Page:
Once you determine what it is that is making you feel stuck, make a list of those things that interest you, then find people who are doing those things. These people are your experts; they are you in the future. Talk to them about their lives: How did they arrive where they are? Do they like the work? How much work do they actually do every day? That kind of thing. Once you do these interviews three or four times, you’ll start to see what makes you feel energized and enthusiastic. Explore that enthusiasm by trying stuff. This is the prototype-stage and how you will figure out if this thing is right for you.

If you think you want to be a yoga instructor, for example, don’t immediately sign up for hundreds of hours of teacher-training. Start by talking to several yoga instructors to determine the qualities of a good teacher. Then develop several prototypes to help you figure out whether you have the qualities of a good teacher and would like teaching yoga. One prototype might be signing up for an intensive yoga retreat where you spend a week doing 12 hours of yoga a day. If you love it, then go deeper. If you realize on Day Three that you’re bored and wish you could do anything else, then you’ve learned that you have resilience and grit but maybe being a yoga instructor isn’t your thing.

So start with curiosity, talk to people, try stuff, have experiences, determine what resonates with you, then — lather, rinse, repeat — do these steps again and again. Each time, you’ll learn something, even if that is just that you hated the experience. With each experience you have, you’ll build up your creative confidence, that feeling of certainty that you can come up with a solution to any problem. The more confidence you have in your problem-solving abilities, the more likely that you’ll be able to frame everything as a learning experience. Just keep your prototypes short and relatively simple.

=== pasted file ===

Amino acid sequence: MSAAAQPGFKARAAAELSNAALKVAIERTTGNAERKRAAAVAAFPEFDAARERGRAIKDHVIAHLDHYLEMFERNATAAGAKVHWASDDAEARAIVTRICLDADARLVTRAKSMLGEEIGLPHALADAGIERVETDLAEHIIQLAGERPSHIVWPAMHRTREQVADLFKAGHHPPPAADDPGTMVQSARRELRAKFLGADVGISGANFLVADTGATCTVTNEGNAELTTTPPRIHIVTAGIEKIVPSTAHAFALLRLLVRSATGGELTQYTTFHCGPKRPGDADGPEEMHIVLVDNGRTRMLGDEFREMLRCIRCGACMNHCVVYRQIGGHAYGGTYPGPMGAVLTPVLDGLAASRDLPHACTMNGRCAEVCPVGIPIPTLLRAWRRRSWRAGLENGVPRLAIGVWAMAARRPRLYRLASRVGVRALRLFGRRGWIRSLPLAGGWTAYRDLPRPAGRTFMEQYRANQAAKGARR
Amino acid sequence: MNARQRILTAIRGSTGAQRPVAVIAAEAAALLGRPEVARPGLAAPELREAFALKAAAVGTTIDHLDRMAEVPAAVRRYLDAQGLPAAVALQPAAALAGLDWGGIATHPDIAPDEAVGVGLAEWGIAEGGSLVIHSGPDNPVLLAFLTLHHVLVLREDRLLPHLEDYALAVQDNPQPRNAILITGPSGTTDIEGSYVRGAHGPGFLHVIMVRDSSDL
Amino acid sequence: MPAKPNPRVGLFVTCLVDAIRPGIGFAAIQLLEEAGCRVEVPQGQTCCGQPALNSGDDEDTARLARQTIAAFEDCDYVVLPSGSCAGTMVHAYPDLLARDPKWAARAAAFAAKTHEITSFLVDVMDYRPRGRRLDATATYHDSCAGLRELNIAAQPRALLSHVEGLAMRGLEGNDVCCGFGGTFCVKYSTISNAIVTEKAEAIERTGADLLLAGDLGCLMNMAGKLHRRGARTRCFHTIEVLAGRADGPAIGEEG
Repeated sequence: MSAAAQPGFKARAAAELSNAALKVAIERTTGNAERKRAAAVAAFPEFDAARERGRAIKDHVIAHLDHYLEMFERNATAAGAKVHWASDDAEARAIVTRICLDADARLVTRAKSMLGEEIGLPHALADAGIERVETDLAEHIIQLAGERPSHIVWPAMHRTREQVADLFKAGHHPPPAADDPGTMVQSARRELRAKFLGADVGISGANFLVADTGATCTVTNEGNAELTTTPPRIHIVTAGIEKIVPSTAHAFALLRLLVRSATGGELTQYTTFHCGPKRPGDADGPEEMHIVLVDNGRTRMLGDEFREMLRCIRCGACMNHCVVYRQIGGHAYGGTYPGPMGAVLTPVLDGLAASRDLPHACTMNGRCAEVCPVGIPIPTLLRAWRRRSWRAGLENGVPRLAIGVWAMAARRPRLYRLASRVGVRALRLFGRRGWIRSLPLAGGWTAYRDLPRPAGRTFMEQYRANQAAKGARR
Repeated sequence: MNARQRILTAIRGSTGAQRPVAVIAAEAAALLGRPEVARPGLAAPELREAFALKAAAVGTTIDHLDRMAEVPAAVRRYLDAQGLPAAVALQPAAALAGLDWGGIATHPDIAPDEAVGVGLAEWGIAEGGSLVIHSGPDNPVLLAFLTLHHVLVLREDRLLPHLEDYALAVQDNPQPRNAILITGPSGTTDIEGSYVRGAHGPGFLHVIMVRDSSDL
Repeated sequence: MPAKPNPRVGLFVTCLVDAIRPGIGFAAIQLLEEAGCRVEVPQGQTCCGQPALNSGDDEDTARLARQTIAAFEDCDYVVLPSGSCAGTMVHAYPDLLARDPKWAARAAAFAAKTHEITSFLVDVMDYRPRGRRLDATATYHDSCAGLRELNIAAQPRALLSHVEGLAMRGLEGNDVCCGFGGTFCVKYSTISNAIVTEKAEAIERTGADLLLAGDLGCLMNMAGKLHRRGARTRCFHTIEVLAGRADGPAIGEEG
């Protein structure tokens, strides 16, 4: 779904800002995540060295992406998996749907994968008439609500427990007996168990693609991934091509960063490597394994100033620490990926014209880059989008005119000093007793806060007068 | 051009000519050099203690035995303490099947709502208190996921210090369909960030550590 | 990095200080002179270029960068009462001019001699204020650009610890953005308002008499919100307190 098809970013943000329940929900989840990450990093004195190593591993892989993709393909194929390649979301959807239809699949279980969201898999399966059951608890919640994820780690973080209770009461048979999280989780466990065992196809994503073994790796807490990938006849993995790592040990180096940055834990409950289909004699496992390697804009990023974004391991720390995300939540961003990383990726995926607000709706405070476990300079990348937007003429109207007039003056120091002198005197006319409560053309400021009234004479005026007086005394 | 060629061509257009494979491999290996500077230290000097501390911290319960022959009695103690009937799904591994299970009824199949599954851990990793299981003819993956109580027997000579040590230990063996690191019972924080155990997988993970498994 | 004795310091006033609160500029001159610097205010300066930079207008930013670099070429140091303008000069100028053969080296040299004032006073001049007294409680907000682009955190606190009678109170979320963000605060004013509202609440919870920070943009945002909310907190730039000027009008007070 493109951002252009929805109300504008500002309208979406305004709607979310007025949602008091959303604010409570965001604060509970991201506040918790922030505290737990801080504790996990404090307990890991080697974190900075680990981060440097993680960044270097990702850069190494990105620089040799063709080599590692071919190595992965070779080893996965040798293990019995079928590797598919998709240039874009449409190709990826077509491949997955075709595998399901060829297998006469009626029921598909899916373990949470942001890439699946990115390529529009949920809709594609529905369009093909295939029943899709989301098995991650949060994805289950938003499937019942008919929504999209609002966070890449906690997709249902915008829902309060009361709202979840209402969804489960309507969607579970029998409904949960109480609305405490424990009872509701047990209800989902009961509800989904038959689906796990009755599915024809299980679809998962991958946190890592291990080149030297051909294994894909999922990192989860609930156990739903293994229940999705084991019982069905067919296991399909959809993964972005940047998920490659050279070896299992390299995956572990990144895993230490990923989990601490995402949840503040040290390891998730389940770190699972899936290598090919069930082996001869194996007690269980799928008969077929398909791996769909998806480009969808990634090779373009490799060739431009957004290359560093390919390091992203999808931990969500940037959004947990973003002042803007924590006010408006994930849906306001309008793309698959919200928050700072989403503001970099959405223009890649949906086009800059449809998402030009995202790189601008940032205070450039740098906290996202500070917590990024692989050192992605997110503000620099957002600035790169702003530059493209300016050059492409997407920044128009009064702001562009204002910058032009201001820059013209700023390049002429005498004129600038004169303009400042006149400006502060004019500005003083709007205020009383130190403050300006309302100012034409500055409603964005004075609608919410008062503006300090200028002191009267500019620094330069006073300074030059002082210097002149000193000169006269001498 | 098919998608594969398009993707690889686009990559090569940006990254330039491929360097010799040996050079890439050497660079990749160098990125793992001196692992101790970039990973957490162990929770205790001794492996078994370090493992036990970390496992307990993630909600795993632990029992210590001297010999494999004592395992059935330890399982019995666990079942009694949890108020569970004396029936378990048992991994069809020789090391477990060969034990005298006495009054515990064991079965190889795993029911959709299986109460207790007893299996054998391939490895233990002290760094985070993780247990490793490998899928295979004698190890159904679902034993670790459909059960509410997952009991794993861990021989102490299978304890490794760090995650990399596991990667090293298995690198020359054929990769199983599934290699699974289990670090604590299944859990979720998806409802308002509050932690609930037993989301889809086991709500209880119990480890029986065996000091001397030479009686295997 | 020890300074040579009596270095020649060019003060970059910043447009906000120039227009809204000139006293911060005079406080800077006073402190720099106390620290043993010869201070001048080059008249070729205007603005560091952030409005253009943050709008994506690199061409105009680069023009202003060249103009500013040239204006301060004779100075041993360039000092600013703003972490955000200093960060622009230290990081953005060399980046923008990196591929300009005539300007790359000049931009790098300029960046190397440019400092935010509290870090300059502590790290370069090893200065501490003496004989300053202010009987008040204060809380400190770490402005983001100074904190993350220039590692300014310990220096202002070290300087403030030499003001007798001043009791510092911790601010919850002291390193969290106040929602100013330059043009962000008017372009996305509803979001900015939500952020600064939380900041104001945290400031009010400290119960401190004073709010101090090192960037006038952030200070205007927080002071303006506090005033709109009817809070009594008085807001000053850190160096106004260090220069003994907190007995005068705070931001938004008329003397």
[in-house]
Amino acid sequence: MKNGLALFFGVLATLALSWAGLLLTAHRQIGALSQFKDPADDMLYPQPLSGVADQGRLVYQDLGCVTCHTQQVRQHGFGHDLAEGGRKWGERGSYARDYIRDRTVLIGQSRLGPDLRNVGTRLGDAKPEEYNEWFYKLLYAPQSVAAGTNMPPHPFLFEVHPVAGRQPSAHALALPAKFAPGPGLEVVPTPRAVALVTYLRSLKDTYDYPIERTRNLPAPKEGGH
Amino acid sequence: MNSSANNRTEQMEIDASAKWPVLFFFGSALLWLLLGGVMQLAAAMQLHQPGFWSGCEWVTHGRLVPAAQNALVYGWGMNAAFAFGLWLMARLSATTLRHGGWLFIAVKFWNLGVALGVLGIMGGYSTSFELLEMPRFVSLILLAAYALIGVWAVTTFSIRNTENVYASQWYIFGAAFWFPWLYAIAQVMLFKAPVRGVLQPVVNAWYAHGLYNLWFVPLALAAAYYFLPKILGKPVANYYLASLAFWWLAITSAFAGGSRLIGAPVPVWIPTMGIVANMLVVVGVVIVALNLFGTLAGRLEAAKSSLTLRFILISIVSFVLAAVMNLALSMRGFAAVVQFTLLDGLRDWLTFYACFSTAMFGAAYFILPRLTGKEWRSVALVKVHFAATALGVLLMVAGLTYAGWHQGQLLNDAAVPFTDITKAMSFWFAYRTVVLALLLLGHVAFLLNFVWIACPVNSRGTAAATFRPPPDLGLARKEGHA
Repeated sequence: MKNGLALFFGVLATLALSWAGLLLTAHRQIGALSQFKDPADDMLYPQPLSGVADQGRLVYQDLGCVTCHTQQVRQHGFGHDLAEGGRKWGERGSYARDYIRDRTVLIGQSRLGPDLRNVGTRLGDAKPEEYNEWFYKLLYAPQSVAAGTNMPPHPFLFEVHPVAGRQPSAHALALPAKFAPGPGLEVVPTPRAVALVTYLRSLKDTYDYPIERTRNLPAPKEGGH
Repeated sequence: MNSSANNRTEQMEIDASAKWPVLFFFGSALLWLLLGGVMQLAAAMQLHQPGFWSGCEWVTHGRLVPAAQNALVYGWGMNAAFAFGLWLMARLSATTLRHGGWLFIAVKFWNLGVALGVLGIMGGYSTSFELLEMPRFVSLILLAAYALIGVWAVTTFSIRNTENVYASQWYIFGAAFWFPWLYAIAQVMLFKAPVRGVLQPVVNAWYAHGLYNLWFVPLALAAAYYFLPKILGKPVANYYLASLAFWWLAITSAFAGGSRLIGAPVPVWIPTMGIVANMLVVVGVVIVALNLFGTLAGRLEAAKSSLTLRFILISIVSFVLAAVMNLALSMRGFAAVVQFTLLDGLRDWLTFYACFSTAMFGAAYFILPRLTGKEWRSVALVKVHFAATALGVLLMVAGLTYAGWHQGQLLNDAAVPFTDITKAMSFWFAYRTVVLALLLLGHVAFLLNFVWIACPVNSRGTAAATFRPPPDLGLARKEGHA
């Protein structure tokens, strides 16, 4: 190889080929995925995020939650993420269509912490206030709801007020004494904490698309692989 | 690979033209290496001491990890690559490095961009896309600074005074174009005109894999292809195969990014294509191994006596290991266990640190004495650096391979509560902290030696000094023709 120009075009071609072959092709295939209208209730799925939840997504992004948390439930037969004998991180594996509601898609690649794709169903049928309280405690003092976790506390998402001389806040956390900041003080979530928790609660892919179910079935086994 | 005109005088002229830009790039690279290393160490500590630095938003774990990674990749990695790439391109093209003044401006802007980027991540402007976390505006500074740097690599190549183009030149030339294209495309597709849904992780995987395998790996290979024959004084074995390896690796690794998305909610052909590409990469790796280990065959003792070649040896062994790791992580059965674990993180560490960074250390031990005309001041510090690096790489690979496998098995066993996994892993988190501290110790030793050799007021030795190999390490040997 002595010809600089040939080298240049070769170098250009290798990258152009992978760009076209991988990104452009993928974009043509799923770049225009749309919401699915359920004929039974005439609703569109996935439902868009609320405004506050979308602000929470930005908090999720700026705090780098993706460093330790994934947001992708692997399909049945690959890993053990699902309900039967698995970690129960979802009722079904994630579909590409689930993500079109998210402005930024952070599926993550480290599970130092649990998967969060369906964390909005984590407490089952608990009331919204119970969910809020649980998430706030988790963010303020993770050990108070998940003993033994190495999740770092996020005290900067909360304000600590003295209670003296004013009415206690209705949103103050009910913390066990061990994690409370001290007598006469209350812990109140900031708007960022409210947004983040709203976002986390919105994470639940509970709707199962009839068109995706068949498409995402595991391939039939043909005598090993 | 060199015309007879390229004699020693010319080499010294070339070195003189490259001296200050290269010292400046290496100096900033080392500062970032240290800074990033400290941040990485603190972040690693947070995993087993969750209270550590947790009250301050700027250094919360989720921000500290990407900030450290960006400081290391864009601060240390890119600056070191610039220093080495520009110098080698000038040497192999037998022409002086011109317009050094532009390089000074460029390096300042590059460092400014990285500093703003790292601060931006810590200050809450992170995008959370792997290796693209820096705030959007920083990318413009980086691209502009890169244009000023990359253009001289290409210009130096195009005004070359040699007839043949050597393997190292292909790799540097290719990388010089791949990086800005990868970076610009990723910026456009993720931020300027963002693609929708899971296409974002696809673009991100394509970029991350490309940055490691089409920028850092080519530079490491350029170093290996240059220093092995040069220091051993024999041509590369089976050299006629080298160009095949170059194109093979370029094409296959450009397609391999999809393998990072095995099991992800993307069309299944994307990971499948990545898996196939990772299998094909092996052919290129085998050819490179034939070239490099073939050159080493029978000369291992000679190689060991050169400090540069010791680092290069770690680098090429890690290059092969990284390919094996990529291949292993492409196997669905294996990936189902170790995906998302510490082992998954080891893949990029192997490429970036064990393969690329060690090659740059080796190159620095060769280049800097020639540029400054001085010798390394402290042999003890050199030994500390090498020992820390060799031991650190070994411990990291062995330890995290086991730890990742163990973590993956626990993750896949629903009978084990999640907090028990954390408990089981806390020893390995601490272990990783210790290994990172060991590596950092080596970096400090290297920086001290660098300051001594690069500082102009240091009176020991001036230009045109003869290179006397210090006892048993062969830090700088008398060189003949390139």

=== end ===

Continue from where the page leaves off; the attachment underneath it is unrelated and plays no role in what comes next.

Q: Is there a common misstep people make when they try to design their lives?

A big mistake people make is turning their hobbies into how they make their living. Sometimes it works, but often it creates a different set of problems. The reality is that when you decide to take your hobby — whether it is yoga, painting, writing or whatever — into the market place, you have to do it in a way that the market will pay for it. This means you may not be able to teach the yoga you want; you’ll have teach hipster hot yoga, or you’ll have to write clickbait. Crap like that. Often people discover that they may have loved doing something as a hobby but they hate doing it on the market’s terms.

Q: We’re coming to the end of a hard year, and many people are reflecting on the past and getting ready to make their resolutions. Do you have any advice for them?

Statistics show that only about 20 percent of resolutions are kept, so don’t make them. Design prototypes instead. Try stuff. Don’t say you’re going to lose weight this year; decide to prototype different gyms in your neighborhood. Try the boxing gym and the yoga studio. See which is better for you in terms of your health.

Read more from our Inspiring Reads series:

A Harvard psychologist explains why forcing positive thinking won’t make you happy

Americans obsessed with their own happiness overlook the key ingredient to a good life

A video-game designer and philosopher explains how we can apply the concept of play to get through life more joyfully

‘Pizzagate’ gunman could have been driven by too much empathy, says Yale psychologist